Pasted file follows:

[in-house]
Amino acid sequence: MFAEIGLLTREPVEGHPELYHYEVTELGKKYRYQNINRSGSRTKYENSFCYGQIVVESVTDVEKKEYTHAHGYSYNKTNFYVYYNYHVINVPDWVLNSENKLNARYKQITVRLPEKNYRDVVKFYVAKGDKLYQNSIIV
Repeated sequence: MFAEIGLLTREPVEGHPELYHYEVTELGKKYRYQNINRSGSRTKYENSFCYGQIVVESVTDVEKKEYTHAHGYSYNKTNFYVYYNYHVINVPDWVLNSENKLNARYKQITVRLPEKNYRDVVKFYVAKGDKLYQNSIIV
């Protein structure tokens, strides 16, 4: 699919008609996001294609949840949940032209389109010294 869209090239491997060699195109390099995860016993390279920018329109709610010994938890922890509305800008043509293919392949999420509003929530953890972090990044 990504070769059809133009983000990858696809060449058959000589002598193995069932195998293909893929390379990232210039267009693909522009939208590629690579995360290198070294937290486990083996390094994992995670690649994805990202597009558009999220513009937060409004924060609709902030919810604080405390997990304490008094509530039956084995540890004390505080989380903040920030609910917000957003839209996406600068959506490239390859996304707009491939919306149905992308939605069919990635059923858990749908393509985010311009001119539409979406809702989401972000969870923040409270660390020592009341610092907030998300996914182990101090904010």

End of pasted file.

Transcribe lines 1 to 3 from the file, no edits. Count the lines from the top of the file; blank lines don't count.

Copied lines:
[in-house]
Amino acid sequence: MFAEIGLLTREPVEGHPELYHYEVTELGKKYRYQNINRSGSRTKYENSFCYGQIVVESVTDVEKKEYTHAHGYSYNKTNFYVYYNYHVINVPDWVLNSENKLNARYKQITVRLPEKNYRDVVKFYVAKGDKLYQNSIIV
Repeated sequence: MFAEIGLLTREPVEGHPELYHYEVTELGKKYRYQNINRSGSRTKYENSFCYGQIVVESVTDVEKKEYTHAHGYSYNKTNFYVYYNYHVINVPDWVLNSENKLNARYKQITVRLPEKNYRDVVKFYVAKGDKLYQNSIIV